The US Internet Revenue Service has launched a new unit dedicated to tackling the rising rate of identity theft through hacking.
The US agency's unit comprises of roughly a dozen agents, as reported by the Wall Street Journal. The agents, based in Washington, will focus on cybercrime related to tax fraud, including the theft of data which is then used to collect victim tax refunds without their consent.
IRS data suggests that within the last fiscal year, over 1,000 cases of identity theft involved the loss of data through digital means.
Phishing campaigns, for example, remain a common method for cybercriminals to entice victims to part with personal and sensitive information which can then be used in identity theft and tax fraud. Emails -- targeted at individuals or sent en masse -- masquerade as legitimate businesses such as banks, social media websites and loan companies and include either malicious attachments containing malware payloads or links to malicious websites.
Malware which spies on users, using techniques such as keylogging, is then often installed -- and surveillance data will then find its way back to cybercriminals through command and control (C&C) centers.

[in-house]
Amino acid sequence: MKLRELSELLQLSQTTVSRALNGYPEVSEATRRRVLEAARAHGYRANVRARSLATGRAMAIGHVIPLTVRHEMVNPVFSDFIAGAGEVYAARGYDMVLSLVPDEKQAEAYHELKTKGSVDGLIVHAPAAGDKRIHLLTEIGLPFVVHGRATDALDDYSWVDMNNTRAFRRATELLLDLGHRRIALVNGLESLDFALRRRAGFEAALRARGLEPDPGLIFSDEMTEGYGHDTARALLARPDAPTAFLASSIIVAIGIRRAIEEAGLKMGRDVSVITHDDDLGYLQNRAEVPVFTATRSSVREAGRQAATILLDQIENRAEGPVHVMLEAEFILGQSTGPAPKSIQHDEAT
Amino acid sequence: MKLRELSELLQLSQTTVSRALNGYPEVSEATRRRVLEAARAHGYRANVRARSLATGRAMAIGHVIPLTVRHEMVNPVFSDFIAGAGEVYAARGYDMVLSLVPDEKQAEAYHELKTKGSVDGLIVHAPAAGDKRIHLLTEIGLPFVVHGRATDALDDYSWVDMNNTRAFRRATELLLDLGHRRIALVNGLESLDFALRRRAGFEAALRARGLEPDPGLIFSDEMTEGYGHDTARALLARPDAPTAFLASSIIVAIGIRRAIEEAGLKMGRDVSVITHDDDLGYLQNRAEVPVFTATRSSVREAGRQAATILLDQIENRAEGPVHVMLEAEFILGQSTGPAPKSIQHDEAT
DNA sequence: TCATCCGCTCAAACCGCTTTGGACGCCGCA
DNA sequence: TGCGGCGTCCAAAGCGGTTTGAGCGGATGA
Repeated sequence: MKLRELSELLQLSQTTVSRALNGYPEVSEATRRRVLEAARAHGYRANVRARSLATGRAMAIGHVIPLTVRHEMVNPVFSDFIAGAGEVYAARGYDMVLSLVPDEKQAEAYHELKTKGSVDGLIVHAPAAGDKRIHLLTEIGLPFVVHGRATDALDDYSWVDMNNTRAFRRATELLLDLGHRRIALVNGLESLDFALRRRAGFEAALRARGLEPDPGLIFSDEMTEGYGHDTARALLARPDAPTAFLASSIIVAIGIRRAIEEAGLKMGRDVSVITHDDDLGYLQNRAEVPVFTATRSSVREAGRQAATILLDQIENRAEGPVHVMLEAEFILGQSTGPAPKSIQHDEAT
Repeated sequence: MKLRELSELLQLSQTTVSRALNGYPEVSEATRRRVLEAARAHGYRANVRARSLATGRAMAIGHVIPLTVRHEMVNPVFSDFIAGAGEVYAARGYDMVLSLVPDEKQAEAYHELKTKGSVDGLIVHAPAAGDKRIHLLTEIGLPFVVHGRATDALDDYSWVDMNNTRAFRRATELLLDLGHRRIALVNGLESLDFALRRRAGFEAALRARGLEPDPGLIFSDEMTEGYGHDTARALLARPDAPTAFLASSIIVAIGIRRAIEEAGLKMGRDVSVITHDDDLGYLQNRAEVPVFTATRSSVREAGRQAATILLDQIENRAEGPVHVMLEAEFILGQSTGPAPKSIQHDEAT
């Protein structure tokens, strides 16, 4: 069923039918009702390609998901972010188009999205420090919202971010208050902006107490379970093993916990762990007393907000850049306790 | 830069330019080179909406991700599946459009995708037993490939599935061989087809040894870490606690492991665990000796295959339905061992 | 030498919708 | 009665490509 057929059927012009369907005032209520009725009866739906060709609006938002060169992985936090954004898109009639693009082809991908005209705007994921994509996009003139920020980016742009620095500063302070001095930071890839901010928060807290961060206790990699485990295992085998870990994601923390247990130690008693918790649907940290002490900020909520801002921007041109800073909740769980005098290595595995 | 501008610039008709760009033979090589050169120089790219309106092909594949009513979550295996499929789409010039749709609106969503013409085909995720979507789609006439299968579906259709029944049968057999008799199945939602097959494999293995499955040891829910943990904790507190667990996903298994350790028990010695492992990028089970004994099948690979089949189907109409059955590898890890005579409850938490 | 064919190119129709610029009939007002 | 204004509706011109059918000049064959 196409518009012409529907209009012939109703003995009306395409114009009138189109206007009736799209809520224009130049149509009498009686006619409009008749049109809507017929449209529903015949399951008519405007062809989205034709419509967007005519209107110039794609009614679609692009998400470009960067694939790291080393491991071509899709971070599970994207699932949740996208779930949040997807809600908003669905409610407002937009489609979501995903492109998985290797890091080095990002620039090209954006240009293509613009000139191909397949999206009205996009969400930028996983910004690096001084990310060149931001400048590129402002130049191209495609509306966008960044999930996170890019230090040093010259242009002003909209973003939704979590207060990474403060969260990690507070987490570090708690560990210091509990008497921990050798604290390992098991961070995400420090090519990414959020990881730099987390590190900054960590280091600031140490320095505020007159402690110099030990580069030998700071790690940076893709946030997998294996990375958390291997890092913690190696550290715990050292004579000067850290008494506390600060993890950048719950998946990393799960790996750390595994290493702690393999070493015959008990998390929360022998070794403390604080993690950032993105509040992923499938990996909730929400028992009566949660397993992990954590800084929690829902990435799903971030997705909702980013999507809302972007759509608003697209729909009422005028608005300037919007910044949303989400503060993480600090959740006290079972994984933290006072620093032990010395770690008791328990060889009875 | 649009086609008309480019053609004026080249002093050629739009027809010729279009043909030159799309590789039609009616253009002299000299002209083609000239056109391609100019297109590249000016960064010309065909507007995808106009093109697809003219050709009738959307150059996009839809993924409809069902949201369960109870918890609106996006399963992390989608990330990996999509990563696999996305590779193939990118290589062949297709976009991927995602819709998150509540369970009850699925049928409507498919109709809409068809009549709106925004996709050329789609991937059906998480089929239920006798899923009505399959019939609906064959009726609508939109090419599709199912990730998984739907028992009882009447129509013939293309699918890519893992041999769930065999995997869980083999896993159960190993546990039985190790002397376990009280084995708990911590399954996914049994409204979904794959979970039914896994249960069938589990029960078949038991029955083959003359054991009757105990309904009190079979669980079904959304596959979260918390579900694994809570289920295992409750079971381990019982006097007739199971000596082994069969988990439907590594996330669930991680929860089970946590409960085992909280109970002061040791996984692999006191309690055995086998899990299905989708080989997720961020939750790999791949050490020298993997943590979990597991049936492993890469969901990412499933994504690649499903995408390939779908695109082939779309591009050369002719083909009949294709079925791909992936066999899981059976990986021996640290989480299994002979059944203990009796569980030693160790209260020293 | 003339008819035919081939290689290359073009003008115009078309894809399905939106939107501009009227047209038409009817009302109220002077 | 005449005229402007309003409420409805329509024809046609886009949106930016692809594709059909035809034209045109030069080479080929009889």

However, the tax season also acts as the right timeframe for cybercriminals to use other techniques. Once a Social Security number has been stolen from the victim, criminals pose as the victim and submit tax returns to the agency, collecting refunds. Victims may only discover the fraud when they attempt to collect their legitimate refund and are told it has already been paid.
According to reports, investigations are backed up to the point the average waiting time to resolve the issue is 120 days.
Speaking to the publication, the head of criminal investigation at the IRS, Richard Weber, said connections to Nigeria, Russia, Latvia, Bulgaria and Romania and tax fraud have been made in the past several months. In total, the US agency has traced approximately $26 million in criminal profits back to these countries.
Between 2011 and 2014, the IRS prevented fraudulent tax refund transactions worth $63 billion.
Read on: In the world of security
- Yahoo launches password-free logins
- Feds hot on the trail of JPMorgan hackers
- EquationDrug: Sophisticated, stealthy data theft for over a decade
- Symantec research highlights security failures in the connected home
- New CryptoLocker ransomware targets gamers
Read on: Fixes and Flaws